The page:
Andrew Greig

Andrew Greig was born in Stirling in 1951. He spent his childhood in Bannockburn and his adolescence in the East Fife coastal town of Anstruther. After a year of drifting, salmon netting, hop-picking and writing, he studied Philosophy at the University of Edinburgh, and lived there and in South Queensferry for nearly twenty years. Through the mid-80s he climbed on a series of Himalayan expeditions, and spent time in Canada. Around 1989, he began spending winters in Stromness, Orkney. He married the novelist Lesley Glaister in 2001. They now live in Edinburgh and Orkney.

Andrew’s first novel, Electric Brae (Canongate), was shortlisted for the McVities Scottish Writer of the Year Prize and the Boardman-Tasker Award.

His second novel, The Return of John Macnab (Headline), was shortlisted for the Romantic Novelists Award. His third, That Summer (Faber), has sold over 100,000 copies worldwide and been optioned for film by the actress Emily Watson. In Another Light, set in Penang and Orkney, was published by Weidenfeld & Nicolson in 2004 and was the Saltire Scottish Book of the Year.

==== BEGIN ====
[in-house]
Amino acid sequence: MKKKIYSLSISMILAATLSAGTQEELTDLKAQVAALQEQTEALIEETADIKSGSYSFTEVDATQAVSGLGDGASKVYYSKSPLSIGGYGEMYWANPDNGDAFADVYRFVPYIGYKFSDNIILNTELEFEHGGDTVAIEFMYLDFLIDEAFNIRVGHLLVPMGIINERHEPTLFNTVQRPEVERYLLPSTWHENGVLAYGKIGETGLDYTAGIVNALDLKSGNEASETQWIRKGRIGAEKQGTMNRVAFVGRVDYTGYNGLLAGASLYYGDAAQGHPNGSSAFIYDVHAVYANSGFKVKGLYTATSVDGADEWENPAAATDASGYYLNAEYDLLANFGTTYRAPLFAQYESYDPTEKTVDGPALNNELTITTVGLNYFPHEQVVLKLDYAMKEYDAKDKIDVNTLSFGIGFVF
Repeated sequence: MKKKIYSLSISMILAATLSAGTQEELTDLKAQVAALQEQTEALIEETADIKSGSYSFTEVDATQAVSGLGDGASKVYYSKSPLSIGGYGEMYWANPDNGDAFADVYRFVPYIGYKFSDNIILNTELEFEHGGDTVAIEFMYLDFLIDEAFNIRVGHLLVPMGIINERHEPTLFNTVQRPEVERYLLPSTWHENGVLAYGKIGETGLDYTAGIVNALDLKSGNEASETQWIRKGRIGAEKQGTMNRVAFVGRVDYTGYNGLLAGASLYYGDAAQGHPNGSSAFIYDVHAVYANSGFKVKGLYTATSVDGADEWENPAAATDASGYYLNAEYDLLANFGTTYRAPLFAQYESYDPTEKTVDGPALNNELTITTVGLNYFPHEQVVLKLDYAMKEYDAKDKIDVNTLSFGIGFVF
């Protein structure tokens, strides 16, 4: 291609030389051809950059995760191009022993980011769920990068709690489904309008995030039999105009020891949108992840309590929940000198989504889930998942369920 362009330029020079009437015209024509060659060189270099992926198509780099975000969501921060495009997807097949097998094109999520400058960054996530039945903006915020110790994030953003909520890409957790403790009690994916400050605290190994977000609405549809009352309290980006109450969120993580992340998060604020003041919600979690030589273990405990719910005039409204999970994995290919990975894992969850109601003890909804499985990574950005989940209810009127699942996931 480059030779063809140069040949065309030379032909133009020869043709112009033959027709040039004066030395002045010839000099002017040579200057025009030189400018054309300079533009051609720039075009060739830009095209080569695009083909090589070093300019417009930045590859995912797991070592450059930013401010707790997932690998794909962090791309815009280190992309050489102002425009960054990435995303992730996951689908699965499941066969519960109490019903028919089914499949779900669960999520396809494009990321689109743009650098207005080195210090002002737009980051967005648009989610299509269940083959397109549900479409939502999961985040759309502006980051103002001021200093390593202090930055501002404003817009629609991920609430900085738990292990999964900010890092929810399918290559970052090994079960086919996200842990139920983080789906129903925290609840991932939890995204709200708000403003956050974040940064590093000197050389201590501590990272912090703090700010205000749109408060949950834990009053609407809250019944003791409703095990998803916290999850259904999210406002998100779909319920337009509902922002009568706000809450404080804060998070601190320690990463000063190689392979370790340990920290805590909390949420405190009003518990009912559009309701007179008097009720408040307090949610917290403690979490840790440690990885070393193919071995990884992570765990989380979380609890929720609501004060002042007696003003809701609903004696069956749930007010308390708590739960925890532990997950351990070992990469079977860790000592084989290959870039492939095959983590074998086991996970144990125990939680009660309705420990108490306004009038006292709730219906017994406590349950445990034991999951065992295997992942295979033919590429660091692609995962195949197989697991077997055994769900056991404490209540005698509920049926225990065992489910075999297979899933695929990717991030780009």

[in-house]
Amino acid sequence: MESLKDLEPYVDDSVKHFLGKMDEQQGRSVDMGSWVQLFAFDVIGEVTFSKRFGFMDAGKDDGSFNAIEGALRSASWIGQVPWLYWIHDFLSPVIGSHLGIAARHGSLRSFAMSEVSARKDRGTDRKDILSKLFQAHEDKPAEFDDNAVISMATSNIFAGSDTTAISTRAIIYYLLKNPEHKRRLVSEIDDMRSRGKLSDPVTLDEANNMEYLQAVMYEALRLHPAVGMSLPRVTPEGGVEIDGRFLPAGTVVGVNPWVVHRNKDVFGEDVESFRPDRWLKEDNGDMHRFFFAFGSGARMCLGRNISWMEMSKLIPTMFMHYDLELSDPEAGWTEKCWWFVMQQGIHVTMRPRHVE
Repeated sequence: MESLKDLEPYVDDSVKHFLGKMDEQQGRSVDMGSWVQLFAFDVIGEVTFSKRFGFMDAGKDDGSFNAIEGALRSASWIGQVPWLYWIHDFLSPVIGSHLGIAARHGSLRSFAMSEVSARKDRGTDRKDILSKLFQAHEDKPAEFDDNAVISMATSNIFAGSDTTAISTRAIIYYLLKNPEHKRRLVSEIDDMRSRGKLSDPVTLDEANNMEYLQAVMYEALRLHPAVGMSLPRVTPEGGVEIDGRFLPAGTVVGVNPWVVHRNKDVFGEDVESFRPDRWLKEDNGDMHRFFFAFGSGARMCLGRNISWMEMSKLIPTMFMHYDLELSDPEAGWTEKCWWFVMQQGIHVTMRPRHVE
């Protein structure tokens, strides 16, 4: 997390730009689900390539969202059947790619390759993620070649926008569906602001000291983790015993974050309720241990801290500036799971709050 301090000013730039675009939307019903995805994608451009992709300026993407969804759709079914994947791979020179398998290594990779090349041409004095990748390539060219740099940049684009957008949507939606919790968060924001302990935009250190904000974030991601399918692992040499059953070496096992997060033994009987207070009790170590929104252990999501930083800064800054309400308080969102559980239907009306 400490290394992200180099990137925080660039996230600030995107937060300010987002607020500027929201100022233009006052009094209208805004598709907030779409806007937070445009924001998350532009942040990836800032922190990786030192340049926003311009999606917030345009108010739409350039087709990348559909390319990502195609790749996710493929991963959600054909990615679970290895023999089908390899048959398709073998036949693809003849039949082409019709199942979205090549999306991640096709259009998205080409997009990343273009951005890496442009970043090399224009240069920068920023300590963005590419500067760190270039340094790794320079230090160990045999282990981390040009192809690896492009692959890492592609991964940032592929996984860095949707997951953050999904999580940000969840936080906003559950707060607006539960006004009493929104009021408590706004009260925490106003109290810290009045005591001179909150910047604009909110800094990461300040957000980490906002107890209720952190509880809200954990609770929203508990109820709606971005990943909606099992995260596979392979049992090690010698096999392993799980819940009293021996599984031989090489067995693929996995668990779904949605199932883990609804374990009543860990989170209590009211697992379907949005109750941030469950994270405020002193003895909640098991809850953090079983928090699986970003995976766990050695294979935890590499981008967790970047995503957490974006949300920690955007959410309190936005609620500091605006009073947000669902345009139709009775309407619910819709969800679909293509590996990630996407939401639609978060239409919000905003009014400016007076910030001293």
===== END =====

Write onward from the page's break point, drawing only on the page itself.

His non-fiction book, Preferred Lies (Weidenfeld & Nicolson, 2006), is about being alive, Scotland, transience, fathers and sons, mediated through the practice of golf.

Romanno Bridge, a wintry thriller that is ‘stand-alone sequel’ to The Return of John McNab, was published by Quercus in Spring 2008.

The widely-praised At Loch of The Green Corrie, which combines meditations on Assynt, Norman MacCaig, personal memoir, Scotland, geology and history and male friendship, with the story of a three day fishing quest, was published in 2010.

Fair Helen, published by Quercus on 22nd August 2013, was shortlisted for the Walter Scott Prize for Historical Fiction 2014.

Together with Mike Heron, he has written You Know What You Could Be: Tuning into the 1960s. Telling the story of The Incredible String band, it was published by Riverrun in April 2017.

Andrew’s most recent book, Rose Nicolson, was published by Quercus on 5th August 2021, and has been longlisted for the Walter Scott Prize for Historical Fiction 2022.

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